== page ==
The U.S. bishops have provisionally affirmed opposition to transgender equality and the continuation of their religious liberty campaign as key parts of their strategic priorities for 2021-2024.
Meeting in Baltimore earlier this month, Church leaders voted 213-8 in favor of draft strategic priorities for the U.S. Conference of Catholic Bishops (USCCB). These priorities will be formally voted on at the bishops’ fall assembly this November. The National Catholic Reporter explained:
“A working group of bishops under the aegis of the bishops’ conference Committee on Priorities and Plans – following two rounds of consultations with the bishops, one round with the conference’s National Advisory Council, with recent input from five bishops’ conference standing committees –identified four priorities:
- “Evangelization: Form a joyful band of missionary disciples.”
- “Life and dignity of the human person: Serve the common good as the leaven in a free society.”
- “Protect and heal God’s children: Restore integrity, foster virtue.”
- “Vocations: Equip all Christ’s disciples for mission.”
Underneath the second priority about the “Life and Dignity of the Human Person,” two of the six bullet points related to LGBTQ issues, these being “defend and secure religious liberty and freedom of association” and “articulate a convincing anthropology of the human person, male and female, as proclaimed by faith and affirmed by science and right reason.”
While religious liberty concerns have been prominent for the bishops since their 2012 “Fortnight for Freedom” campaign, the point about “articulating a convincing anthropology” based on a male/female sex binary signals increased emphasis on the bishops’ opposition to transgender equality. This opposition has ramped up in the last two years, aligning the bishops with the Trump administration’s worst trans-negative initiatives. For instance, in this year alone USCCB leaders have:
- applauded the Department of Health and Human Services (HHS) redefinition of sex such that sex is a male/female binary and is defined by what is on a person’s birth certificate, rather than their gender identity;
- commended new HHS guidelines that expanded religious exemptions in healthcare ,which could allow providers to deny care to LGBTQ people if such treatment violated the provider’s religious beliefs;
- warned that the Equality Act, which would enshrine anti-LGBTQ non-discrimination protections in federal law, would have “devastating consequences” and be a “detriment to society as a whole.”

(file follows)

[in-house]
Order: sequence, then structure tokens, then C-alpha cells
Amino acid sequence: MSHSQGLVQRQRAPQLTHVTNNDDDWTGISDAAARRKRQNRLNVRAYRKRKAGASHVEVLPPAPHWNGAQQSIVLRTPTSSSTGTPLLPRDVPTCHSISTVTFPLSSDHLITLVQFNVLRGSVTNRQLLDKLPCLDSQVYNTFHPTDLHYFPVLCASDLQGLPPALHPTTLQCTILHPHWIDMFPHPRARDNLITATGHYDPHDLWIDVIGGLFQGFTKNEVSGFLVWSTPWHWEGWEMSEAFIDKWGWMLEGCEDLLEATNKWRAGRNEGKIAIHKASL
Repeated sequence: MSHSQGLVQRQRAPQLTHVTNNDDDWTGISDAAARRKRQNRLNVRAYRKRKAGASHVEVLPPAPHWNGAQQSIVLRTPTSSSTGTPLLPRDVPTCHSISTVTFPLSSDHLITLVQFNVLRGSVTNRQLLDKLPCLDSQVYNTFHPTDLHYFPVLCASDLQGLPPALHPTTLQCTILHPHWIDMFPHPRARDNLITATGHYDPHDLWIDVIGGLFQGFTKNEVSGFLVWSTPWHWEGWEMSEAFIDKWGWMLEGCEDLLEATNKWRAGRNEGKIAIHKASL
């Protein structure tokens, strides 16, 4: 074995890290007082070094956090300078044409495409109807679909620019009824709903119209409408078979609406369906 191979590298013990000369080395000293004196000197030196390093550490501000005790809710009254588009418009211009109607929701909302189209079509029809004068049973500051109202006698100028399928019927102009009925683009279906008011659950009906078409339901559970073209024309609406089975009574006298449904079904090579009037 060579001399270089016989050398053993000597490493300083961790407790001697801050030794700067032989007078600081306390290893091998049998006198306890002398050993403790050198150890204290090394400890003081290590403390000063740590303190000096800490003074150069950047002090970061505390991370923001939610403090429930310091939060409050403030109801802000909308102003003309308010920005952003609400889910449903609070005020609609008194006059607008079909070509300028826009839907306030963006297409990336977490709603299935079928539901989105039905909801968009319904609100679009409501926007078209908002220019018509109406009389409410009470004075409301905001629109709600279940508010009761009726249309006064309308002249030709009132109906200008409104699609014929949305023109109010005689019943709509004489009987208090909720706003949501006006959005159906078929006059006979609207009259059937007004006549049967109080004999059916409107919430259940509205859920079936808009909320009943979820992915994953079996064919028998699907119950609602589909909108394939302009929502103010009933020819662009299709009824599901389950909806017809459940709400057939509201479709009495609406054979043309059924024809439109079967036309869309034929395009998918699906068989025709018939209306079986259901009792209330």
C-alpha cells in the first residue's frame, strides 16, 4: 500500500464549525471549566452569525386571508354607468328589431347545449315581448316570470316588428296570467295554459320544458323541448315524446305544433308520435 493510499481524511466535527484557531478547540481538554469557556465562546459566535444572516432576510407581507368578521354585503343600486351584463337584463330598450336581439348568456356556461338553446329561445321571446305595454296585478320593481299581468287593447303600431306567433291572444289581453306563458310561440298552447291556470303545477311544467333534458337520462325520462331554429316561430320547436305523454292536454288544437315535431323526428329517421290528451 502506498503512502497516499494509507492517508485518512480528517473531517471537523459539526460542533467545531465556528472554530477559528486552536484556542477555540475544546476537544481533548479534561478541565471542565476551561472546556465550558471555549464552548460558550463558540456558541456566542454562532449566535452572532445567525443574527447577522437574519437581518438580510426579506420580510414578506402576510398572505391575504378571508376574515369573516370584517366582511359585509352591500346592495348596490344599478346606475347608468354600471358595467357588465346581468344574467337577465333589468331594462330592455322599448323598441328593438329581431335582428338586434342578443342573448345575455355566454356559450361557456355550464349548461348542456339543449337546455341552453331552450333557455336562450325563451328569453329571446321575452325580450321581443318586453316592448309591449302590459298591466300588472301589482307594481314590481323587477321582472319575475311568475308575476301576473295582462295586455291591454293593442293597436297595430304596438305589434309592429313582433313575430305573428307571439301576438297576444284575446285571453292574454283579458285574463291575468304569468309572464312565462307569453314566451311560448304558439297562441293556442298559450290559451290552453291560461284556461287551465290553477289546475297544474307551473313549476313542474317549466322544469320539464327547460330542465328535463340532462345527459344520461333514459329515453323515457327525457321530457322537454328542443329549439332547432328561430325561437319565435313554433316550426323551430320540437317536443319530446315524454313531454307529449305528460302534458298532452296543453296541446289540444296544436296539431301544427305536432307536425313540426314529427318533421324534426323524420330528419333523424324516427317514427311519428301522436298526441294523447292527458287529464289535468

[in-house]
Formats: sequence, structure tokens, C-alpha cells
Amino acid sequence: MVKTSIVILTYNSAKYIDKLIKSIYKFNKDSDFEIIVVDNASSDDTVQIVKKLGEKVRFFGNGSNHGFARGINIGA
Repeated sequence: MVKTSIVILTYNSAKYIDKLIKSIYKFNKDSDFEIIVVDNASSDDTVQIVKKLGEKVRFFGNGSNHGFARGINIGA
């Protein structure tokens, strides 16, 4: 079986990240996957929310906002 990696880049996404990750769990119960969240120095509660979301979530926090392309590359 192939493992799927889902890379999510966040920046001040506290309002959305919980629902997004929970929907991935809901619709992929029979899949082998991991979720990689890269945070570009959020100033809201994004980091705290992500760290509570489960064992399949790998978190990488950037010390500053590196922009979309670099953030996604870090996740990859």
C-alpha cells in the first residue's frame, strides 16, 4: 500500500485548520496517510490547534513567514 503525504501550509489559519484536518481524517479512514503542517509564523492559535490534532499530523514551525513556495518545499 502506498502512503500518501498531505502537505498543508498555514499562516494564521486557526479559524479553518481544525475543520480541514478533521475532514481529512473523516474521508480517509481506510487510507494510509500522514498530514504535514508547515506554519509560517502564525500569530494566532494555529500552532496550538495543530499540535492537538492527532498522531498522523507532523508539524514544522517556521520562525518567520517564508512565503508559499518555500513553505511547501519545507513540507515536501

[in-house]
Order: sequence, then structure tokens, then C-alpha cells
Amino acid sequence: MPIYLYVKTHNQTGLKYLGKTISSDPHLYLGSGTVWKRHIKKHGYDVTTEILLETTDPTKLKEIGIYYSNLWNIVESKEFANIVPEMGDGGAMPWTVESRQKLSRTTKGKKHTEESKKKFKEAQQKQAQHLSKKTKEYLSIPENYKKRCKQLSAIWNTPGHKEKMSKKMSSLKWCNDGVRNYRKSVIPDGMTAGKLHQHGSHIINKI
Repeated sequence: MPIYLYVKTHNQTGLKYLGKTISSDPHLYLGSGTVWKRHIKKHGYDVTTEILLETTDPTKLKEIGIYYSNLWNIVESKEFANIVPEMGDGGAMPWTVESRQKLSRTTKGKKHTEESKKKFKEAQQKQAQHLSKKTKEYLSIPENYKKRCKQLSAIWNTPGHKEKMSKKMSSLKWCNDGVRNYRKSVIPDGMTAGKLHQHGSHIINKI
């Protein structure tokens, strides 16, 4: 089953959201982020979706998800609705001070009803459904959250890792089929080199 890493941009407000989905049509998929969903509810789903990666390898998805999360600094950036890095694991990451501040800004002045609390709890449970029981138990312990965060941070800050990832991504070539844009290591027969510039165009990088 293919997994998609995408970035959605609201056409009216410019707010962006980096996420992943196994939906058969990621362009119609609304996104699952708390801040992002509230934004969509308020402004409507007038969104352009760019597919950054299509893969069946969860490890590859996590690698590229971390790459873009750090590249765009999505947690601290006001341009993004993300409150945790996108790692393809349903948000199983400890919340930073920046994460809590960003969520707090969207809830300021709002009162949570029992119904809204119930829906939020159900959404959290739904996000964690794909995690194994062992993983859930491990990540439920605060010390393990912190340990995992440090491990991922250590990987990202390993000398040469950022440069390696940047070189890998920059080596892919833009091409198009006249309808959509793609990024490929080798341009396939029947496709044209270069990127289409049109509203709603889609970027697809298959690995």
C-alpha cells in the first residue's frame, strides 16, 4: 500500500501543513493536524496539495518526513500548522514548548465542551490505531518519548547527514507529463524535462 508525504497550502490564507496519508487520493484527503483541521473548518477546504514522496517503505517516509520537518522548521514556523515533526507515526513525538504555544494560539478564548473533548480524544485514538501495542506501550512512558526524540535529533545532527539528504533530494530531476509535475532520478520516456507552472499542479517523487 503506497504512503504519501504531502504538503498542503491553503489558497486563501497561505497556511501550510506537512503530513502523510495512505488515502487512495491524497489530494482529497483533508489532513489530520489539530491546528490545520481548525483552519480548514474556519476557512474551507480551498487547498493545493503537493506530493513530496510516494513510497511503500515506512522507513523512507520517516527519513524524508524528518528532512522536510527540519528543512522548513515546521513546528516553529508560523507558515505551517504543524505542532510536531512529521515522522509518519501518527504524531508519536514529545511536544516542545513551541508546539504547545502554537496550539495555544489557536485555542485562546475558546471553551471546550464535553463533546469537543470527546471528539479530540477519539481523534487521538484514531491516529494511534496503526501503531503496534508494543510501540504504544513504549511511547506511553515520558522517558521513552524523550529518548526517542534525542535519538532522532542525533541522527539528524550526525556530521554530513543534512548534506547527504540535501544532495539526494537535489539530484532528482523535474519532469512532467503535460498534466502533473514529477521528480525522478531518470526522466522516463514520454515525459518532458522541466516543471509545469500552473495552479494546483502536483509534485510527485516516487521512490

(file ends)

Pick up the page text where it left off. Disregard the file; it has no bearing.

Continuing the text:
Individual bishops are speaking out in their local contexts, too, sometimes with bizarre results. For example, Bishop Robert McManus of Worcester, Massachusetts, recently compared people who transition genders to people who replace their hand with a pirate hook. Elsewhere, bishops and bishops conferences have opposed pro-LGBTQ laws and policies like conversion therapy bans.
Adding to this mix is new support the bishops are getting from the Vatican, which is doubling down on its anthropology that defines human beings by the male/female sex binary. This line of thinking undergirded the Congregation for Catholic Education’s new document, Male and Female He Created Them, and will likely appear in a document from the Congregation for the Doctrine of the Faith rumored to be published later this year.
But there are at least three reasons why the bishops should rethink finalizing religious liberty and “a convincing anthropology” based on a false sex binary as strategic priorities in November. First, in choosing to abandon some of society’s most marginalized communities, the bishops are not properly responding as Christians to others’ suffering. Second, by opposing non-discrimination protections, the bishops distort Church teaching on LGBTQ issues and fail as teachers of the faith. Third, as I wrote in April, it seems the bishops’ campaign for religious liberty at the expense of LGBTQ people may be backfiring on them as Catholics face legally-justified discrimination.
Disputes over transgender rights will only multiply at the local, state, and federal levels in areas as diverse as healthcare, employment, public accommodations, education, and more. Rather than continuing to do harm, the bishops 2021-2024 priorities should reflect what an increasing number of Catholics recognize: transgender rights are human rights, and working for them is a mandate of the Catholic faith.
—Robert Shine, New Ways Ministry, June 20, 2019